Durham, NC, Rewriting the Code, a national non-profit organization dedicated to changing the face of technology leadership by empowering women to complete degree programs, build careers and impact the industry supported by a global network of women in tech, today announced the three winners of the Apple Scholars Program scholarship. Anna Quinlan, Hannia Santillan Valera, and Ruth Hammond were selected for the $15,000 scholarship. They will also be awarded a technology package and exclusive participation in an immersion event with Apple.
The winners were selected from 290 Rewriting the Code applicants based on how they are contributing to the advancement of tech in areas of accessibility, education, environment, inclusion and diversity or privacy – all key values of Apple.
Ms. Quinlan, an undergraduate at Stanford University gave personal examples of technology challenges she experiences as an Indigenous woman. Currently working in the open-source diabetes community, she brings culturally relevant perspectives to serve the large Indigenous community affected with the disease, specifically type 2 diabetes. Her work has improved insulin delivery algorithms that solve problems for Native communities located in isolated regions of the country. Quinlan is also motivated to build technology to preserve threatened Native languages. The COVID-19 pandemic has brought urgency to addressing this need as tribes fear losing elders who are often the last link to these languages. Quinlan’s career goal is to combine her connections with her experience to increase opportunities in tech for Native students.
Ms. Santillan Valera is studying Computer Science at Northwestern University. With internships and apprenticeships completed at Boeing, ACM, NASA, Goldman Sachs and PepsiCo, she is driven to create accessible software assisted by machine learning to create algorithms with the ability to produce limitless applications. Motivated by her sister’s rare medical condition she saw first-hand that technology that is not built with accessible functionality robs the user from a fully immersive experience. Santillan Valera is focusing her studies on data engineering to gather insight into how users interact with widely used products.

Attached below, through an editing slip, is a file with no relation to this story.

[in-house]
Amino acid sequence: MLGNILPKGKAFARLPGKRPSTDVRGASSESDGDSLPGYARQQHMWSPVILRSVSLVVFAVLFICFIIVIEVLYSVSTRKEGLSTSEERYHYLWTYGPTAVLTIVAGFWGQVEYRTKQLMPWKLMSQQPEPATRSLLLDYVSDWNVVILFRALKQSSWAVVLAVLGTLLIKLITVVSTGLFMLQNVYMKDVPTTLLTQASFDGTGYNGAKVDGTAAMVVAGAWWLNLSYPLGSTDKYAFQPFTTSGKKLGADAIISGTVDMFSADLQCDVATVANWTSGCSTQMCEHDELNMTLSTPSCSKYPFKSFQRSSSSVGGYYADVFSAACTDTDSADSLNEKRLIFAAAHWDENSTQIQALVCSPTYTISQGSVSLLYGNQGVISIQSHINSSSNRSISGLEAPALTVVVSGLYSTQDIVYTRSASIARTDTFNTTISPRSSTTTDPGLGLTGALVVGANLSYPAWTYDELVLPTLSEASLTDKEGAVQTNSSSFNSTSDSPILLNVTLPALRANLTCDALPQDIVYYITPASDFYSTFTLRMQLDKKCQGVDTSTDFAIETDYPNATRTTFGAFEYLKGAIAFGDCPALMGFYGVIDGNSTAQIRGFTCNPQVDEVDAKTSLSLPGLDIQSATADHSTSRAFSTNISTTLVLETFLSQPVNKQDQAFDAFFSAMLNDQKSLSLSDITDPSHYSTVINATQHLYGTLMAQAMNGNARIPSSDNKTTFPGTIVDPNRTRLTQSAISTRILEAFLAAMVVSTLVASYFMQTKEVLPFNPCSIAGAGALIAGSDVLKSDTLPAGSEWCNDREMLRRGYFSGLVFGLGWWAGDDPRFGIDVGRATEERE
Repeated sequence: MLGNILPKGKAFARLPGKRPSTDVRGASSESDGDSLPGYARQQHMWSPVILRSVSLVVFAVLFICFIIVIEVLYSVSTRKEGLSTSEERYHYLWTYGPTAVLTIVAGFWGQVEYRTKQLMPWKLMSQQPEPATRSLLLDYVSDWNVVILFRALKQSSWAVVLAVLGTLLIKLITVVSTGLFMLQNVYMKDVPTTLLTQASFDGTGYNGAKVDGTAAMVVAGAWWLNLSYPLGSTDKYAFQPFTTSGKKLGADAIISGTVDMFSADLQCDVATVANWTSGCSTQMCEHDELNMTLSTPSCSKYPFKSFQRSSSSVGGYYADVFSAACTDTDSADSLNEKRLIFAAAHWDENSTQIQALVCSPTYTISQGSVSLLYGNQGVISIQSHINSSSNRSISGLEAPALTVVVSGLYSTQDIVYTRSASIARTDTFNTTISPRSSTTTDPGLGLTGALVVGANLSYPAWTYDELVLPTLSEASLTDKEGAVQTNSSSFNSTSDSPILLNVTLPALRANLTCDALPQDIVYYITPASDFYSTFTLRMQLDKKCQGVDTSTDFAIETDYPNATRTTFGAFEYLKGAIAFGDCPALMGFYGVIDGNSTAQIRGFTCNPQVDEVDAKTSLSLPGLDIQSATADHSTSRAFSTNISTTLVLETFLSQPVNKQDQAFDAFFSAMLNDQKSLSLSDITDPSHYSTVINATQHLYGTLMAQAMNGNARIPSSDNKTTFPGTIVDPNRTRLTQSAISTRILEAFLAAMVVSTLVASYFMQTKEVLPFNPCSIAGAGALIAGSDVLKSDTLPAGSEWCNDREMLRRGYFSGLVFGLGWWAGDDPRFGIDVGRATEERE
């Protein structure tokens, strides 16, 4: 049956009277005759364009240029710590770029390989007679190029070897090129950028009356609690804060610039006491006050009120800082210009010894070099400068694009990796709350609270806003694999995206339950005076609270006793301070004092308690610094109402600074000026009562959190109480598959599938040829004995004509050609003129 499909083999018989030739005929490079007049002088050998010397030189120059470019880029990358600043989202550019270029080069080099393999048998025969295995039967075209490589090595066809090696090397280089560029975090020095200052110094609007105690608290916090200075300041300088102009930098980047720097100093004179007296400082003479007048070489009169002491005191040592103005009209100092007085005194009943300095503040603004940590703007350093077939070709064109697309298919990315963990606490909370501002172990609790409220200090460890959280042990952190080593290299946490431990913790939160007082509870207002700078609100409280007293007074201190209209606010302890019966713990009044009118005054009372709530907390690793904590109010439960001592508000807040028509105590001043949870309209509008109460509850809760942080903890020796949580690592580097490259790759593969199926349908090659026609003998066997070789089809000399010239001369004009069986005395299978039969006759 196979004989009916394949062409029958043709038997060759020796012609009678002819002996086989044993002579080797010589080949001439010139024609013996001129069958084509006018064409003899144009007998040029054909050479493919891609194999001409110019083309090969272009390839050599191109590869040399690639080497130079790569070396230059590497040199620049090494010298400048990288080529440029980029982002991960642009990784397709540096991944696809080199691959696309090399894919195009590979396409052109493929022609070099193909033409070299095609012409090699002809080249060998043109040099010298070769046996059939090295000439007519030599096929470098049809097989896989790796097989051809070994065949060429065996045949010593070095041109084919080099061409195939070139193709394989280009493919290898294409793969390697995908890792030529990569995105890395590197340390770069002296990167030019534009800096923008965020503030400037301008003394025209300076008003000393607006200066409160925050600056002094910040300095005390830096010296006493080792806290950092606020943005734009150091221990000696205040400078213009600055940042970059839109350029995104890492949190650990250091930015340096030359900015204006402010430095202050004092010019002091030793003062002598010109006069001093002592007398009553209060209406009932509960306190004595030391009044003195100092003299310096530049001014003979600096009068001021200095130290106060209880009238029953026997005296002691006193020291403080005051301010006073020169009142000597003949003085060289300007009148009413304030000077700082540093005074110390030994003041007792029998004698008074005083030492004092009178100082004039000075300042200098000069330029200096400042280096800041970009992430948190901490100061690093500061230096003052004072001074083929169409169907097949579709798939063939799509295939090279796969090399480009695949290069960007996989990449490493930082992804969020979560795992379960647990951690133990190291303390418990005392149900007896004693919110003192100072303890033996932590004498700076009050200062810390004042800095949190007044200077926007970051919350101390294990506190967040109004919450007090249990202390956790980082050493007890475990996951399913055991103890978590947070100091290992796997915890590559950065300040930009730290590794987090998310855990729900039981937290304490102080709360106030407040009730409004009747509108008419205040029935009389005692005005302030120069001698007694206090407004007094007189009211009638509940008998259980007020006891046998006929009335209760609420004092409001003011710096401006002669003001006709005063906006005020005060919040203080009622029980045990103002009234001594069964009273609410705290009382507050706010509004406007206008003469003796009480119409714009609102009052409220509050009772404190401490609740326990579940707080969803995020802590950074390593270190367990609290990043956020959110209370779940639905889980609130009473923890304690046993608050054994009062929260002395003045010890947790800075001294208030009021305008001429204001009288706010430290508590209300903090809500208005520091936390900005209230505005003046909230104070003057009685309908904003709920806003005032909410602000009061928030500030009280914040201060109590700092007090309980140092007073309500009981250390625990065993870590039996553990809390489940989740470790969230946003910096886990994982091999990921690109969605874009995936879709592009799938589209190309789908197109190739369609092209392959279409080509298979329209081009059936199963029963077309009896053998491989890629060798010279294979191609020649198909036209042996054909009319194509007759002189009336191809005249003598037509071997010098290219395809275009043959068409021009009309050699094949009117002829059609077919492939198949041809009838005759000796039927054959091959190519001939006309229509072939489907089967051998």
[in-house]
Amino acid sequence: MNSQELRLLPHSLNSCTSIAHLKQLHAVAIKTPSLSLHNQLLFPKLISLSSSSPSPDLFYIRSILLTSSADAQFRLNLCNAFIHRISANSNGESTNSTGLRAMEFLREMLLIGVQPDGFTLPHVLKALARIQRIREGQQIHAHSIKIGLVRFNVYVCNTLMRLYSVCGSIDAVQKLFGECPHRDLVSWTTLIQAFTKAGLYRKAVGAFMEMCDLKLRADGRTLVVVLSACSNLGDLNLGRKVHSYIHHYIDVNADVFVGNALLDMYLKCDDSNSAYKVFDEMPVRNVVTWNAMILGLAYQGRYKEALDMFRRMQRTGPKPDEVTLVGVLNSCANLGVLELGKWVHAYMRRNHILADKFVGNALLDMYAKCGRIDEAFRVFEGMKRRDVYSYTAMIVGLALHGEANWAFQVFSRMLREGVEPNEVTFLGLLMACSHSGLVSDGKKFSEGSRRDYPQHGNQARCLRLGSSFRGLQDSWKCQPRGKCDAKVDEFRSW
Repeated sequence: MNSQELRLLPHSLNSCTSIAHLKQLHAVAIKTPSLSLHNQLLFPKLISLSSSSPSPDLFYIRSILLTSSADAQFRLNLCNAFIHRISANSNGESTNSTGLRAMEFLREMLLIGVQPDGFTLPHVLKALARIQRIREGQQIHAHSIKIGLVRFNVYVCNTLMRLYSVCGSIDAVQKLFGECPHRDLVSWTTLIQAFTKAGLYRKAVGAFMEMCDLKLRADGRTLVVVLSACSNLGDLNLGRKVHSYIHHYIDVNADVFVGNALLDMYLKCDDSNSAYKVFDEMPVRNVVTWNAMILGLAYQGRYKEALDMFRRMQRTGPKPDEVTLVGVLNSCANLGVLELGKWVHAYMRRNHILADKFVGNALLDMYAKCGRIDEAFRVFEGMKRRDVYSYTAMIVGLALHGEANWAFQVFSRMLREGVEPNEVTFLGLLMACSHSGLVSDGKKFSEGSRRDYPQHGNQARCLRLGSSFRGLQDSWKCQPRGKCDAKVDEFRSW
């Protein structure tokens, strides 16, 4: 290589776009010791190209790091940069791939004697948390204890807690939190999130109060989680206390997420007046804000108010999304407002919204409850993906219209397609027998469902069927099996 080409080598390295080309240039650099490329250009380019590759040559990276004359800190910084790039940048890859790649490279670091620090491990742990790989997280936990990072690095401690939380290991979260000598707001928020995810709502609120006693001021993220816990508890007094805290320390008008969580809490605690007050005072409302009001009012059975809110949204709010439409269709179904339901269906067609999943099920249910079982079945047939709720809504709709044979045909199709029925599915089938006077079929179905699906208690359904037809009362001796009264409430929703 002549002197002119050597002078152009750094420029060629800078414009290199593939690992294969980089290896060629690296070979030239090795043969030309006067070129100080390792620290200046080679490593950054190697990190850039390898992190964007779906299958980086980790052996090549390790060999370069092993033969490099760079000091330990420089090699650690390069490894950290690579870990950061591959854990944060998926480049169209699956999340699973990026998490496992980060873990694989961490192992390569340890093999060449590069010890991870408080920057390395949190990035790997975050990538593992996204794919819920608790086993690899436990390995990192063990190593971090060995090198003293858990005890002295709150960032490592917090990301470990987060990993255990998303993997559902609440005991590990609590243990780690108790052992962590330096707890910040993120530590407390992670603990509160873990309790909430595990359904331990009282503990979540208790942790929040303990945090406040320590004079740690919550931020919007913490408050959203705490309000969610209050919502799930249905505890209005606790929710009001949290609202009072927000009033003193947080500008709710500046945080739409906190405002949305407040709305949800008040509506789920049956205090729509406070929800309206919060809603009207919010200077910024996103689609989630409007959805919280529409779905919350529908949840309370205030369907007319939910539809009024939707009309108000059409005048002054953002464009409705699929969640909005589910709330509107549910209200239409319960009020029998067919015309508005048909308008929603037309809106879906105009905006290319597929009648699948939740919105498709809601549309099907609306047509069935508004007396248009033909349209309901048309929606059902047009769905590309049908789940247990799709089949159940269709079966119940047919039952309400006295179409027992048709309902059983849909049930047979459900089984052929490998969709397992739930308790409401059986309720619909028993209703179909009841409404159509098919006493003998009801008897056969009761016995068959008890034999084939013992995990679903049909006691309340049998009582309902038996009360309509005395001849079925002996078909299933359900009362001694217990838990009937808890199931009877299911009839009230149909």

Ms. Hammond will graduate in 2023 from the Rose-Hulman Institute of Technology. Growing up in Birmingham, AL, she saw first-hand how the local steel production plants produced severe air pollution resulting in side effects of asthma and skin issues prevalent in black and brown neighborhoods. In her mission to fight climate change, she believes the tech industry has one of the most important roles to play as technology can bring impactful innovation to this large and complex problem. Hammond believes that inclusivity to all groups of people will be achieved through advancements in current climate research in areas such as carbon-capture technology, energy efficiency in transportation systems and electronic parts recycling. Studying both Mechanical Engineering and Computer Science, Hammond will spend a semester as an exchange student at the KTH Royal Institute of Technology in Stockholm, Sweden, a country that is a global leader in sustainability. Hammond envisions impacting the tech community by becoming a globally respected researcher in the field of climate change encouraging collaboration between domestic and international industries.
“We are so pleased with our new partnership with Apple through the Apple Scholars Program as it allows us to place the spotlight on a few of our outstanding students,” said Sue Harnett, Founder and President, Rewriting the Code.
Rewriting the Code is a 501(c)(3) nonprofit organization that has developed a community of exceptional college women with a passion for technology. RTC empowers women to become the next generation of engineers and tech leaders by providing community, industry education, professional and personal development, and hands-on experience through partnership with companies across North America.